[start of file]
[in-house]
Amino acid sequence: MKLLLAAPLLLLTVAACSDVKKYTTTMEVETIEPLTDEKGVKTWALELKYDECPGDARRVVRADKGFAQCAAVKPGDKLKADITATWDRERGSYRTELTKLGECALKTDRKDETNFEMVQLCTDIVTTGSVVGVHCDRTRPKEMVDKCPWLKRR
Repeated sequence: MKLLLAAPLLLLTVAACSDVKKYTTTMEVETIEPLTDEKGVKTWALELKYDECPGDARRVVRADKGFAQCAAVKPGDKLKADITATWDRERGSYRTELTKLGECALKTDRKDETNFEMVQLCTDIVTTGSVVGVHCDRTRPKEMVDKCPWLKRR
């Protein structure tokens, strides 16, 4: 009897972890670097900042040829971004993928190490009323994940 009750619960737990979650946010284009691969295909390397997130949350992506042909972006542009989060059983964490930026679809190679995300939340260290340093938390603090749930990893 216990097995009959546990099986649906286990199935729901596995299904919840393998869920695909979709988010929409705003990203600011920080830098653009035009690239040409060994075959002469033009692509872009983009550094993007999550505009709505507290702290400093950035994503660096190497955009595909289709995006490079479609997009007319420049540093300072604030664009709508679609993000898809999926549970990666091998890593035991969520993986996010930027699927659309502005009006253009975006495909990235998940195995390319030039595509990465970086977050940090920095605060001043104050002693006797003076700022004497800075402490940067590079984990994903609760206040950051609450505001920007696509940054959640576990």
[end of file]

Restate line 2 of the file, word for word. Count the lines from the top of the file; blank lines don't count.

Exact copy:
Amino acid sequence: MKLLLAAPLLLLTVAACSDVKKYTTTMEVETIEPLTDEKGVKTWALELKYDECPGDARRVVRADKGFAQCAAVKPGDKLKADITATWDRERGSYRTELTKLGECALKTDRKDETNFEMVQLCTDIVTTGSVVGVHCDRTRPKEMVDKCPWLKRR